Read the whole thing.

Changing Connection Strings In VertiPaq Analyzer

Shabnam Watson shows us how to change the connection string in VertiPaq Analyzer, a plugin for Excel:

While trying to set up VertiPaq Analyzer on a new computer, I ran into a problem where Excel was not letting me change the SSAS connection that was built in the workbook. It turns out I had missed one of steps in the instructions in the workbook. As a result, when I got to Connection Properties, everything was grayed out and this message was at the bottom:

Some properties cannot be changed because this connection was modified using PowerPivot Add-in.

Read on to see how to fix this.  And check out VertiPaq Analyzer if you’re working heavily with Analysis Services Tabular or Power BI.

Power Platform Licensing And Pricing

Wolfgang Strasser explains how you can get started with the Microsoft Power Platform:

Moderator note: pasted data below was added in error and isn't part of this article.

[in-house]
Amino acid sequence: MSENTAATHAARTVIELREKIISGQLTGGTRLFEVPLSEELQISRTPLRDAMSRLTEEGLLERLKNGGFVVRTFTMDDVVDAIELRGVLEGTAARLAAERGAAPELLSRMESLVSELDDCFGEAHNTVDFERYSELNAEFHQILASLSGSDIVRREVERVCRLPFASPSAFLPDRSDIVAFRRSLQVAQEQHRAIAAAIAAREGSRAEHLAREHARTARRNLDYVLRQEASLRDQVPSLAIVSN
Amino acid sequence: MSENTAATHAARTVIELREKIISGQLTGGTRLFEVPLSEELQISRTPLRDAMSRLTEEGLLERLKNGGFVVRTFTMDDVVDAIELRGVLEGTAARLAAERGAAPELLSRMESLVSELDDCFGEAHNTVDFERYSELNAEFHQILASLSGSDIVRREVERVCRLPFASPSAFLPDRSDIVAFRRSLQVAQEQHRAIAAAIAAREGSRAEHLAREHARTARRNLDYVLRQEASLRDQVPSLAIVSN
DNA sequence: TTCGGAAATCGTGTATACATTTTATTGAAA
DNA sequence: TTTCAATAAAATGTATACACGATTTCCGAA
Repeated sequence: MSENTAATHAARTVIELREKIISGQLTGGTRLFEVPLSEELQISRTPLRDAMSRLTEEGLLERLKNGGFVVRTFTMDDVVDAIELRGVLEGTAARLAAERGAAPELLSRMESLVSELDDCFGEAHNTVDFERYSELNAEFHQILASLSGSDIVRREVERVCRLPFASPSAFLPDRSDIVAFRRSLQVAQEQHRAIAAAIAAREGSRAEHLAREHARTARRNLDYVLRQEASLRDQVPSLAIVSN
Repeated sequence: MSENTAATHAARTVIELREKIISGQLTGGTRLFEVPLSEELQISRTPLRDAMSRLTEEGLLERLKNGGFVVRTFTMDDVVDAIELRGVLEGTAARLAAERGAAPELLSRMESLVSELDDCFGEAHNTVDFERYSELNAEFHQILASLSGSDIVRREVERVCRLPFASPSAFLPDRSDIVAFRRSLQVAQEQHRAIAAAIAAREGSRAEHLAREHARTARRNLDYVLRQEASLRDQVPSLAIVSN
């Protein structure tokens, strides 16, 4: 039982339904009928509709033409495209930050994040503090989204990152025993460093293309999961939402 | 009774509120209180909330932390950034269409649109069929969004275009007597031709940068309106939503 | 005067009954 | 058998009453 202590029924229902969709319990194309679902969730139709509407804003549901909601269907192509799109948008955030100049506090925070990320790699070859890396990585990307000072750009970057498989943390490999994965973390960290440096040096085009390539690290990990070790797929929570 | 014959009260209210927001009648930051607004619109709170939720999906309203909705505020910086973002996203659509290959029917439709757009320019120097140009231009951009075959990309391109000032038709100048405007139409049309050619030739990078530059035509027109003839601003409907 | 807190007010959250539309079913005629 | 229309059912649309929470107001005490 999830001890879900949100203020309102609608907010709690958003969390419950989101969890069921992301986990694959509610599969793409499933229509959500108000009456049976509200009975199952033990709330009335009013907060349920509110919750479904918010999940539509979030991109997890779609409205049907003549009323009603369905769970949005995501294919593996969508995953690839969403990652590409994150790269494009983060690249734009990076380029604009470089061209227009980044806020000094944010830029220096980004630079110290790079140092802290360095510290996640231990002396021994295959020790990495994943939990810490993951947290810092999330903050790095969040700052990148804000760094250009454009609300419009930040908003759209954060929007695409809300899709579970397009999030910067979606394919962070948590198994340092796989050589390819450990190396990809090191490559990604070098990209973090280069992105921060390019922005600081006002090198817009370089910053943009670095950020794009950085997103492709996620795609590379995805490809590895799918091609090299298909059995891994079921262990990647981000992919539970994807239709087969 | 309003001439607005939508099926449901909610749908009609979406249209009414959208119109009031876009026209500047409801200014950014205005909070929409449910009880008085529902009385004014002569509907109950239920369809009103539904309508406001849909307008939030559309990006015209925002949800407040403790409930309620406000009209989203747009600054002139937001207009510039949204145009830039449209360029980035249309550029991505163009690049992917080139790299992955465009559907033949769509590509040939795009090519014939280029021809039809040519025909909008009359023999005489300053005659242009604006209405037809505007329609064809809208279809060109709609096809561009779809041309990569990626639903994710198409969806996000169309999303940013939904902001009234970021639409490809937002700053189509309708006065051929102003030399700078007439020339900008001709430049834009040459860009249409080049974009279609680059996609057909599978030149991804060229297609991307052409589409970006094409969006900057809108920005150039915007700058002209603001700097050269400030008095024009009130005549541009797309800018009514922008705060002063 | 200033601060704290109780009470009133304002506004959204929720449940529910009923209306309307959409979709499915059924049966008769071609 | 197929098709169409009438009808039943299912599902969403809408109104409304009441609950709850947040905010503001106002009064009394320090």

This blog post is part of my Power Platform blog series.

Maybe you’ve already heard about the Microsoft Power Platform (which consists three tools Power BI, PowerApps and Microsoft Flow) and now is the time to start testing it?

The first questions that arise are: What do I need? Do I need to pay if I only want to try it out?

Licensing can get tricky, so it’s good to get a clear explanation of pricing and what you can do with the products.

Reserved Capacity With Azure SQL Database

Chris Seferlis explains the concept of Azure SQL Database Reserved Capacity:

Last week I posted about the Azure Reserve VM Instance where you could save some money in Azure. Another similar way to save is with Azure SQL Database Reserved Capacity. With this you can save 33% compared to license included pricing by pre-buying SQL Database pre-cores for a 1- or 3-year term.

This can be applied to a single subscription or shared across your enrollments, so you can control how many subscriptions can use the benefit, as well as how the reservation is applied to the specific subscriptions you choose.

The reservation scope to a single subscription allows you to apply it to that SQL Database resource(s) within the selected subscription. A reservation with a shared scope can be shared across subscriptions in the enrollment and there’s some flexibility involved like Managed Instances where you can scale up/down.

Read on for more.  AWS had been offering discounts for reserved capacity for a while, but now we’re seeing Microsoft play the game too.